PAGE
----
Probiotic Action Challenges the Use of Facial Scrubs and Antibiotics for Acne Prone Skin
Probiotic Action issues a response WebMD´s suggestions on how to Care for Acne Prone Skin
Miami, FL (PRWEB) February 06, 2013
Some of the advice from even the most reputable sources may not be the best treatment for Acne, and your skin in general. An article from WebMD from 2012 articulates several ways to care for skin with acne. Although many suggest using abrasive materials to remove dead skin and clogged pores, the article suggests that the more gentle the product, and internal antibiotics to help battle the skin condition.
Fernando Perez, a spokesman for Probiotic Action, agrees with the article that abrasive materials should be kept away from acne prone skin, but disagrees with the use of antibiotics. “Controlling acne starts with balancing the bacteria on the skin, not taking away from it. Good and bad bacteria need to exist in order to keep the skin balanced and healthy.”
Perez suggests using a gentle cleaner that can remove dirt and oil without harsh chemicals, coupled with a treatment that doesn´t interfere with the body´s good bacteria could be the gentle solution to clear skin. The use of scrubs and Antibiotics, while they have many positive affects, are known to dry and crack the skin, leaving mirco-tears on the skins surface, allowing for bacteria and dirt to find a new home in the pores.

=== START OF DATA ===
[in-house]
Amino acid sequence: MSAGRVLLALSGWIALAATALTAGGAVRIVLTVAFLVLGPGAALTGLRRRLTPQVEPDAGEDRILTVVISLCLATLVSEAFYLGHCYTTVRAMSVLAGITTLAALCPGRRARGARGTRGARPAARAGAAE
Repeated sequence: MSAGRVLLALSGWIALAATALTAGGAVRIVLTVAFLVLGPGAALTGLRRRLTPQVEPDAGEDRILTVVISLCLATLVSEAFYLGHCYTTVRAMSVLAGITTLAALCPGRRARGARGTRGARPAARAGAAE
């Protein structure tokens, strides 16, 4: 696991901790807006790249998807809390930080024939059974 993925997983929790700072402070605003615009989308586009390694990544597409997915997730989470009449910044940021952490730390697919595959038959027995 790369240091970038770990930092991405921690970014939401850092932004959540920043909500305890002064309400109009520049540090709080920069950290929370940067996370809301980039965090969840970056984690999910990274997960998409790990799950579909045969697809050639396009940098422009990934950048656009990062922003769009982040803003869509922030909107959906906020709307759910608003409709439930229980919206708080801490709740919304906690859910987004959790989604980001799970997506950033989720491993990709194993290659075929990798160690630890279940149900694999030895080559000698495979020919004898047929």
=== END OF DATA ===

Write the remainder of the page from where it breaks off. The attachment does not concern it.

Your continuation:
“The skin care industry is constantly changing and offering those with skin conditions a wide array of products, working with your dermatologist, and taking action to get an education on acne will help skin clear faster than using products that aren’t designed for you,” Adds Perez.
Probiotic Action is an advanced acne treatment that uses a topical probiotic containing the “good bacteria” that is naturally found on healthy human skin. By using probiotics, Probiotic Action is an effective treatment that restores the normal bacteria content on skin. Probiotic Action will successfully clear skin while protecting skin against bad bacteria, free radicals, and pollutants.
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